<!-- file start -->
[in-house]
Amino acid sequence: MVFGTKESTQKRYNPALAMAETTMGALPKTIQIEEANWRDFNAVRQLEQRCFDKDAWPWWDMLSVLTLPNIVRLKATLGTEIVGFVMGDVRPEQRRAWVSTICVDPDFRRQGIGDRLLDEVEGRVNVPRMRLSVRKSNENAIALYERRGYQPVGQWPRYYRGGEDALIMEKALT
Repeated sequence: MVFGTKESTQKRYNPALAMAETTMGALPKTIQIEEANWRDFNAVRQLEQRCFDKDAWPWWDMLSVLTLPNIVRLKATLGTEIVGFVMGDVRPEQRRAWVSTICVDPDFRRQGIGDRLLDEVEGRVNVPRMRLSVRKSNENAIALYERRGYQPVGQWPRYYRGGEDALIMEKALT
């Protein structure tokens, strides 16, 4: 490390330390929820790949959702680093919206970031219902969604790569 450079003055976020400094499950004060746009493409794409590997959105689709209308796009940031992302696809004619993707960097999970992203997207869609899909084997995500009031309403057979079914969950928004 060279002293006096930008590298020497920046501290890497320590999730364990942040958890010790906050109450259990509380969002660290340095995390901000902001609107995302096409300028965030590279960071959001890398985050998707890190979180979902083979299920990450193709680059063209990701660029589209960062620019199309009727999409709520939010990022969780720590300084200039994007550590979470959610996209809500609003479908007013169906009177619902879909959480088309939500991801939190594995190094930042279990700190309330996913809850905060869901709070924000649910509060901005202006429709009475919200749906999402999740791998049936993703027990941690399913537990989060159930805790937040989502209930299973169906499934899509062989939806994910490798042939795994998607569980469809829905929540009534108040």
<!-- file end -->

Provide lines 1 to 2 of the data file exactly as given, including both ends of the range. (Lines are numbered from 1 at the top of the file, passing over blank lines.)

[in-house]
Amino acid sequence: MVFGTKESTQKRYNPALAMAETTMGALPKTIQIEEANWRDFNAVRQLEQRCFDKDAWPWWDMLSVLTLPNIVRLKATLGTEIVGFVMGDVRPEQRRAWVSTICVDPDFRRQGIGDRLLDEVEGRVNVPRMRLSVRKSNENAIALYERRGYQPVGQWPRYYRGGEDALIMEKALT